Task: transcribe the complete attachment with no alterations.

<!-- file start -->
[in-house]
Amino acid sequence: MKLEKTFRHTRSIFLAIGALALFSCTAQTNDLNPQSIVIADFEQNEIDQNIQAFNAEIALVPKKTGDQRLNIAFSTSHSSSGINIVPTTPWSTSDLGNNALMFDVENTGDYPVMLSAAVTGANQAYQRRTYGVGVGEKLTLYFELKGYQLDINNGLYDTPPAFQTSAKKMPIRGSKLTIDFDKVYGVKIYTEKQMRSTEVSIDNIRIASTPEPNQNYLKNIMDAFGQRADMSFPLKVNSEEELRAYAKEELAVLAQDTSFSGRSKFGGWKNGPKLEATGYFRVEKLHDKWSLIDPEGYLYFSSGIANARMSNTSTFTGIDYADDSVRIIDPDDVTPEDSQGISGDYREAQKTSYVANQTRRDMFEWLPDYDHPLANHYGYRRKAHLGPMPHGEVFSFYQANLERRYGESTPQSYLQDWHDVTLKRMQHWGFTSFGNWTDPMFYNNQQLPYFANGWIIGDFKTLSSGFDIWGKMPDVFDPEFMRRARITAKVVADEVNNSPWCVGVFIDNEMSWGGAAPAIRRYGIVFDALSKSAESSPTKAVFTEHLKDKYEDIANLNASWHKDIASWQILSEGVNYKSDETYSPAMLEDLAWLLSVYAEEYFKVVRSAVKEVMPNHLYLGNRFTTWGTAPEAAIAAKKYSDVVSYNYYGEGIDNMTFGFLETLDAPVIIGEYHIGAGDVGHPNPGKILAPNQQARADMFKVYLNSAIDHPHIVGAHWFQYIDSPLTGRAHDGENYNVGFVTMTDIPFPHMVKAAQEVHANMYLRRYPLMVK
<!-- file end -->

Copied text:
[in-house]
Amino acid sequence: MKLEKTFRHTRSIFLAIGALALFSCTAQTNDLNPQSIVIADFEQNEIDQNIQAFNAEIALVPKKTGDQRLNIAFSTSHSSSGINIVPTTPWSTSDLGNNALMFDVENTGDYPVMLSAAVTGANQAYQRRTYGVGVGEKLTLYFELKGYQLDINNGLYDTPPAFQTSAKKMPIRGSKLTIDFDKVYGVKIYTEKQMRSTEVSIDNIRIASTPEPNQNYLKNIMDAFGQRADMSFPLKVNSEEELRAYAKEELAVLAQDTSFSGRSKFGGWKNGPKLEATGYFRVEKLHDKWSLIDPEGYLYFSSGIANARMSNTSTFTGIDYADDSVRIIDPDDVTPEDSQGISGDYREAQKTSYVANQTRRDMFEWLPDYDHPLANHYGYRRKAHLGPMPHGEVFSFYQANLERRYGESTPQSYLQDWHDVTLKRMQHWGFTSFGNWTDPMFYNNQQLPYFANGWIIGDFKTLSSGFDIWGKMPDVFDPEFMRRARITAKVVADEVNNSPWCVGVFIDNEMSWGGAAPAIRRYGIVFDALSKSAESSPTKAVFTEHLKDKYEDIANLNASWHKDIASWQILSEGVNYKSDETYSPAMLEDLAWLLSVYAEEYFKVVRSAVKEVMPNHLYLGNRFTTWGTAPEAAIAAKKYSDVVSYNYYGEGIDNMTFGFLETLDAPVIIGEYHIGAGDVGHPNPGKILAPNQQARADMFKVYLNSAIDHPHIVGAHWFQYIDSPLTGRAHDGENYNVGFVTMTDIPFPHMVKAAQEVHANMYLRRYPLMVK